12. 12. Vodafone  aCri=on  rate  (quarterly  annualized  %)   Source:  Vodafone  Germany  Analyst  &  Investor  Day  presenta=on  (2004-­‐09-­‐27)   #monetatewebinar
  13. 13. %  customers   Celebrate  heterogeneity!   ACri=on  rate     Source:  “Vodafone  Achievement  and  Challenges  in  Italy”  presenta=on  (2006-­‐09-­‐12)   #monetatewebinar
  14. 14. Transla=on  to  CLV   Attrition rate % customers Low risk 0.06 70 Medium risk 0.35 20 High risk 0.65 10 %  customers   Cluster Average  aCri=on  rate:  0.177  (0.06  ×  0.70  +  0.35  ×  0.20  +  0.65  ×  0.10  =  0.177)      Expected  life=me  using  this  average  aCri=on  rate:  5.6  years   ACri=on  rate     Ø  What’s  wrong  with  this  calcula=on?   #monetatewebinar
  15. 15. The  key  insight…   Because  we  can’t  get  accurate  calcula=ons   with  averages,  we  must  work  with  the  actual   rates  for  each  separate  class  of  customers.”   “   Reichheld,  “The  Loyalty  Effect,”  p.  54   #monetatewebinar
  16. 16. Cluster Attrition rate % customers Expected lifetime Low risk 0.06 70 16.7 Medium risk 0.35 20 2.9 High risk 0.65 10 1.5 %  customers   Transla=on  to  CLV   Average  aCri=on  rate:  0.177  (0.06  ×  0.70  +  0.35  ×  0.20  +  0.65  ×  0.10  =  0.177)     ACri=on  rate    Expected  life=me  using  this  average  aCri=on  rate:  5.6  years     Correct  average  life=me:  12.4  years  (16.7  ×  0.70  +  2.9  ×  0.20  +  1.5  ×  0.10  =  12.4)   #monetatewebinar
  17. 17. Customer  reten=on:  summary •  There  is  no  “average”  customer,  and  calcula=ons  based  on  such  a  no=on   will  always  underes=mate  the  value  of  a  customer  base   –  And  the  difference  can  be  huge!   •  When  heterogeneity  is  accounted  for,  the  “aCri=on  elas=city”  is  much   lower  than  in  the  homogeneous  case   –  Investments  in  reducing  aCri=on  will  have  more  modest  returns  than  expected   #monetatewebinar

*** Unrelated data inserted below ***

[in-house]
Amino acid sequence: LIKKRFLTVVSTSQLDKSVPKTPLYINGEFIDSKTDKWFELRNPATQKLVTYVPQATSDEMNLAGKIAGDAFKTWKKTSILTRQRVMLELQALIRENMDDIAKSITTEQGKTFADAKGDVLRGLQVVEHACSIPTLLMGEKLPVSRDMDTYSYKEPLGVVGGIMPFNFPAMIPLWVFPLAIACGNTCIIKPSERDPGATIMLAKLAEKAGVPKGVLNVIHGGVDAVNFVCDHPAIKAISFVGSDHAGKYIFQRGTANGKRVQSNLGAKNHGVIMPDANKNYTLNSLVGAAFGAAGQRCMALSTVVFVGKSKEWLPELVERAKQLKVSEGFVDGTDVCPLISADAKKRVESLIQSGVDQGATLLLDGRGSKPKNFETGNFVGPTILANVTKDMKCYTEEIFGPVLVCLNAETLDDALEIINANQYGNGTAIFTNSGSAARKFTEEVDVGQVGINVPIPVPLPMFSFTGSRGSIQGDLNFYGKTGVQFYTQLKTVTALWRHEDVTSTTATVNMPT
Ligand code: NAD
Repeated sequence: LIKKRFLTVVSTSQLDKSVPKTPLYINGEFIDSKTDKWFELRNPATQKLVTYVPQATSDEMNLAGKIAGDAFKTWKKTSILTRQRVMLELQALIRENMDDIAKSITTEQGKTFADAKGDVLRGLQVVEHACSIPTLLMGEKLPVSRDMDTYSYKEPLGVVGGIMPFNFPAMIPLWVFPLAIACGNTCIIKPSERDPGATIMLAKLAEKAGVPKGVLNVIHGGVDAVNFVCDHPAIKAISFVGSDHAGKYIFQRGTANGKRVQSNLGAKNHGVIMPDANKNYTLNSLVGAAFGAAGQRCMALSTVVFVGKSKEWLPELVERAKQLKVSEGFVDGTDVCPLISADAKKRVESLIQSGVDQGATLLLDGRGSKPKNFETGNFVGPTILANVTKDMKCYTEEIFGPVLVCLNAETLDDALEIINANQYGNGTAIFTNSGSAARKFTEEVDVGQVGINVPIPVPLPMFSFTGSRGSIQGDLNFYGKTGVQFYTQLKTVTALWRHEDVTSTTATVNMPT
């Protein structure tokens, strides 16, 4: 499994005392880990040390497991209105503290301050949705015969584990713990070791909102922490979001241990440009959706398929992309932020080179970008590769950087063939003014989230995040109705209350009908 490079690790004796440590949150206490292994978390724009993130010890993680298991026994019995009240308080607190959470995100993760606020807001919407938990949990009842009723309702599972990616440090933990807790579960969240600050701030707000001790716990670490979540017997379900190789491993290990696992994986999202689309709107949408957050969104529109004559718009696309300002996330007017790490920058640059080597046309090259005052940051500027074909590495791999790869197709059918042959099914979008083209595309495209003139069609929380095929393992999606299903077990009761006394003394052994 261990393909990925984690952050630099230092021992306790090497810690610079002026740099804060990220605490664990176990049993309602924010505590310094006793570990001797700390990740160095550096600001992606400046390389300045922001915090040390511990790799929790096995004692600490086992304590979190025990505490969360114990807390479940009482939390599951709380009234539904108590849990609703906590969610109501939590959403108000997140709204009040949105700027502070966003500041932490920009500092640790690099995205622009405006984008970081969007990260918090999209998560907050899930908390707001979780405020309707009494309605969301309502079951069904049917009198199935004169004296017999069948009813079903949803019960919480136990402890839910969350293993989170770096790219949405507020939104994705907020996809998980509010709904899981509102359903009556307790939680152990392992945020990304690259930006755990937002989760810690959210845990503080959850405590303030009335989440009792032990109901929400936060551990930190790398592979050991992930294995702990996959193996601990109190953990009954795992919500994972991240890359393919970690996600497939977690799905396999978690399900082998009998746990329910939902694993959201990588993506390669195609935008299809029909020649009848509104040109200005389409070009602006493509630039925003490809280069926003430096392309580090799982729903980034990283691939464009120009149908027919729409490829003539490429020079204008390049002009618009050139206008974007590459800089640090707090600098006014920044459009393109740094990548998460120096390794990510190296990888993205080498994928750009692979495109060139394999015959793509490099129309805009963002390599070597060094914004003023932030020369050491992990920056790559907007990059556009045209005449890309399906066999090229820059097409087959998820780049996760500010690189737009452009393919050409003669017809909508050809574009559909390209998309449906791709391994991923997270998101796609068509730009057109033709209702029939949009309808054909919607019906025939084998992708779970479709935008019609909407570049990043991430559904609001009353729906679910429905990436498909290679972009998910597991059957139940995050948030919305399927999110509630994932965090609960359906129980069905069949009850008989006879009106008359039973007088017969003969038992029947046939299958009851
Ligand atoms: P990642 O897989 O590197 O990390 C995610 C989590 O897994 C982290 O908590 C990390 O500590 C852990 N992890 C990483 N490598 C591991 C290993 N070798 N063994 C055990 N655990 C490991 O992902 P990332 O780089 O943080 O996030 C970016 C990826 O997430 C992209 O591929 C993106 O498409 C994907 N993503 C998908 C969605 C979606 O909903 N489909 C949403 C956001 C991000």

18. 18. Customer  development:  quick  summary •  It  is  useful  to  look  for  development  opportuni=es,  but  the  upside  to  these   ac=vi=es  is  more  limited  than  most  managers  think   •  Due  to  massive  customer  heterogeneity,  there  is  more  opportunity  to   “move  the  needle”  via  acquisi=on  than  development   •  S=ll,  it’s  important  to  pursue  development  tac=cs,  but  think  about  them  as   “icing  on  the  cake”       #monetatewebinar
  19. 19. Balancing  acquisi=on,  reten=on,  and  development If  you  had  an  extra  dollar  to  spend,  which  of  these  ac=vi=es  would  you   allocate  it  to?   Not  to  minimize  the  importance  of  reten=on  and  development,  but  at  the   margin  I  favor  acquisi=on…     Consider  the  conven=onal  wisdom:  “it  costs  5-­‐10  =mes  more  to  acquire  a  new   customer  than  to  retain  one,  so  work  hard  to  keep  the  ones  you  have…”   This  may  be  true,  but  it  totally  misses  the  point:  focus  on  value  instead  of   costs     #monetatewebinar
  20. 20. Overall  summary •  Customer  centricity  can  only  succeed  by  “celebra=ng  heterogeneity”   •  The  greatest  upside  to  improve  customer  profitability  arises  through   “smart  acquisi=on”   •  Don’t  overspend  on  reten=on  –  the  flighty  customers  will  fly  away  no   maCer  what  you  do  (or  they’ll  be  unprofitable)   •  View  development  as  “icing  on  the  cake.”    ACemp=ng  to  turn  persistent   “detractors”  into  “promoters”  is  a  difficult  task,  and  the  resources  required   to  do  so  can  be  beCer  invested  elsewhere   •  Don’t  have  blind  faith  in  the  conven=onal  wisdom  about  these  tac=cs       #monetatewebinar
  21. 21.     Professor  Peter  Fader   TwiCer:  @faderp       “Customer  Centricity:  Focus  on  the     Right  Customers  for  Strategic  Advantage”   hCp://           #monetatewebinar
  22. 22. Customer  Centricity  in  the  Digital  World   Bruce  Ernst   Vice  President,  Product  Management   Monetate   #monetatewebinar
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  24. 24. 40%   Marketers  who  don’t  target  any  customer  or   visitor  segments  to  create  personalized  website   experiences.     Econsultancy,  The  Reali&es  of  Online   Personaliza&on,  2013   28%   Marketers  who  say  they  do  not  know  which   high-­‐value  customers  to  focus  their  markeKng  on.     BRITE/NYAMA  Marke&ng  in  Transi&on  Study,  2012   #monetatewebinar
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  34. 34. SegmentaKon   •  Is  Real   •  Is  Possible   •  Will  make  a  difference  to   your  business   #monetatewebinar
  35. 35. Questions & Answers Peter Fader Professor of Marketing Wharton School at the University of Pennsylvania Bruce Ernst Vice President Product Management Monetate #monetatewebinar